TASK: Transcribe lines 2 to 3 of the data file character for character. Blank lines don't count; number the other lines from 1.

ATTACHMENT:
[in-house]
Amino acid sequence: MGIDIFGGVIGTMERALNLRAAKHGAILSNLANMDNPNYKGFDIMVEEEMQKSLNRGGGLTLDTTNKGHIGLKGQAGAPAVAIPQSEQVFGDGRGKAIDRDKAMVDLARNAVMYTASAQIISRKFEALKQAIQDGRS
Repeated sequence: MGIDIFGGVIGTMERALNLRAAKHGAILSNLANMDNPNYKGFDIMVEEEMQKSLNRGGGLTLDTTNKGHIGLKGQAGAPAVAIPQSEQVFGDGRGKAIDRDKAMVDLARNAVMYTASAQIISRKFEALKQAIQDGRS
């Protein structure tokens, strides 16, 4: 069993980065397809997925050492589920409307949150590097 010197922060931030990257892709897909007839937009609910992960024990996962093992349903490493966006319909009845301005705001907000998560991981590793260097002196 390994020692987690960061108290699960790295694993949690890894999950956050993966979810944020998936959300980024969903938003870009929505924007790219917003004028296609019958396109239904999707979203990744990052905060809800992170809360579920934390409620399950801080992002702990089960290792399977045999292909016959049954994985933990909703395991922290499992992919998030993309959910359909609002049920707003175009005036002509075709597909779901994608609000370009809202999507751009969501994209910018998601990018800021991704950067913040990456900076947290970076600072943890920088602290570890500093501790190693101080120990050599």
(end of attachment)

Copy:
Amino acid sequence: MGIDIFGGVIGTMERALNLRAAKHGAILSNLANMDNPNYKGFDIMVEEEMQKSLNRGGGLTLDTTNKGHIGLKGQAGAPAVAIPQSEQVFGDGRGKAIDRDKAMVDLARNAVMYTASAQIISRKFEALKQAIQDGRS
Repeated sequence: MGIDIFGGVIGTMERALNLRAAKHGAILSNLANMDNPNYKGFDIMVEEEMQKSLNRGGGLTLDTTNKGHIGLKGQAGAPAVAIPQSEQVFGDGRGKAIDRDKAMVDLARNAVMYTASAQIISRKFEALKQAIQDGRS